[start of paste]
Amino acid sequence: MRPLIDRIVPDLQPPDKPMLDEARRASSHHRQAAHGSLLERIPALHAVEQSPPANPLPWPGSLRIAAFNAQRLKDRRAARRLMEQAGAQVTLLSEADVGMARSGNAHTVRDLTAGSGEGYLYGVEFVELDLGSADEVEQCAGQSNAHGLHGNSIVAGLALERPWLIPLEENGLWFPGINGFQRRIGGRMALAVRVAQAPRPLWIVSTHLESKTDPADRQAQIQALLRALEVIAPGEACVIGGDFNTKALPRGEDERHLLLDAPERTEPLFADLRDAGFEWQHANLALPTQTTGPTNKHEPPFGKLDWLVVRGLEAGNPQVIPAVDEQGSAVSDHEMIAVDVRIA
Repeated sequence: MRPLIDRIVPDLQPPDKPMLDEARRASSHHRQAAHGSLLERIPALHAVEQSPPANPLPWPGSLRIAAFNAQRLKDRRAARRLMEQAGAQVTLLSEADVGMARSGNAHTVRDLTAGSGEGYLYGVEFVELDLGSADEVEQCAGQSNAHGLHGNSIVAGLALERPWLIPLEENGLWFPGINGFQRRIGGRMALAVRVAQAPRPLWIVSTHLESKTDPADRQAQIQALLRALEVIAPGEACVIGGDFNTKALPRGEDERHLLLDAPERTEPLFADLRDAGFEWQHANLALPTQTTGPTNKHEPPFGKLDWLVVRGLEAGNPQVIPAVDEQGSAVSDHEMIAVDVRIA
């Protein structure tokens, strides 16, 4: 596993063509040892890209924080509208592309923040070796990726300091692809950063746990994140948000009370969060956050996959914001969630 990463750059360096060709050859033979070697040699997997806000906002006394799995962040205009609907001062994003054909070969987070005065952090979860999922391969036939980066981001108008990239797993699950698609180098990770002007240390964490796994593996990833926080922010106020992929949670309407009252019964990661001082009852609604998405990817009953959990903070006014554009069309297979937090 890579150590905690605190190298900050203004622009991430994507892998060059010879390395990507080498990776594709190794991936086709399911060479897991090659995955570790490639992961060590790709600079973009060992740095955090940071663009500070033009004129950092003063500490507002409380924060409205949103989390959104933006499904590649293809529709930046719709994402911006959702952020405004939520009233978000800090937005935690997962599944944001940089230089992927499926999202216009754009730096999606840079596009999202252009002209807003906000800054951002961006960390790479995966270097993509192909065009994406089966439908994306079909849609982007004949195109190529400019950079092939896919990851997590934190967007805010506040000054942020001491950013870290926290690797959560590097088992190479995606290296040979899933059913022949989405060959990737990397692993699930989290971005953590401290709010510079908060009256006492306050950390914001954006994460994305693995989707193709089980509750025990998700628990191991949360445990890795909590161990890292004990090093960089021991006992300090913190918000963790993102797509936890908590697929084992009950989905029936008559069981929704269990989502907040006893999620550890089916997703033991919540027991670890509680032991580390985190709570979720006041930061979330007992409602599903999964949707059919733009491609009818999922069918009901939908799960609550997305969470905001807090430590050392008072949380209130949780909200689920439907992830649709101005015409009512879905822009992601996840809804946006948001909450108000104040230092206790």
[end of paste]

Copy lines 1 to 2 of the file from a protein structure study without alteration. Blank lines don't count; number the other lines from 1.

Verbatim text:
Amino acid sequence: MRPLIDRIVPDLQPPDKPMLDEARRASSHHRQAAHGSLLERIPALHAVEQSPPANPLPWPGSLRIAAFNAQRLKDRRAARRLMEQAGAQVTLLSEADVGMARSGNAHTVRDLTAGSGEGYLYGVEFVELDLGSADEVEQCAGQSNAHGLHGNSIVAGLALERPWLIPLEENGLWFPGINGFQRRIGGRMALAVRVAQAPRPLWIVSTHLESKTDPADRQAQIQALLRALEVIAPGEACVIGGDFNTKALPRGEDERHLLLDAPERTEPLFADLRDAGFEWQHANLALPTQTTGPTNKHEPPFGKLDWLVVRGLEAGNPQVIPAVDEQGSAVSDHEMIAVDVRIA
Repeated sequence: MRPLIDRIVPDLQPPDKPMLDEARRASSHHRQAAHGSLLERIPALHAVEQSPPANPLPWPGSLRIAAFNAQRLKDRRAARRLMEQAGAQVTLLSEADVGMARSGNAHTVRDLTAGSGEGYLYGVEFVELDLGSADEVEQCAGQSNAHGLHGNSIVAGLALERPWLIPLEENGLWFPGINGFQRRIGGRMALAVRVAQAPRPLWIVSTHLESKTDPADRQAQIQALLRALEVIAPGEACVIGGDFNTKALPRGEDERHLLLDAPERTEPLFADLRDAGFEWQHANLALPTQTTGPTNKHEPPFGKLDWLVVRGLEAGNPQVIPAVDEQGSAVSDHEMIAVDVRIA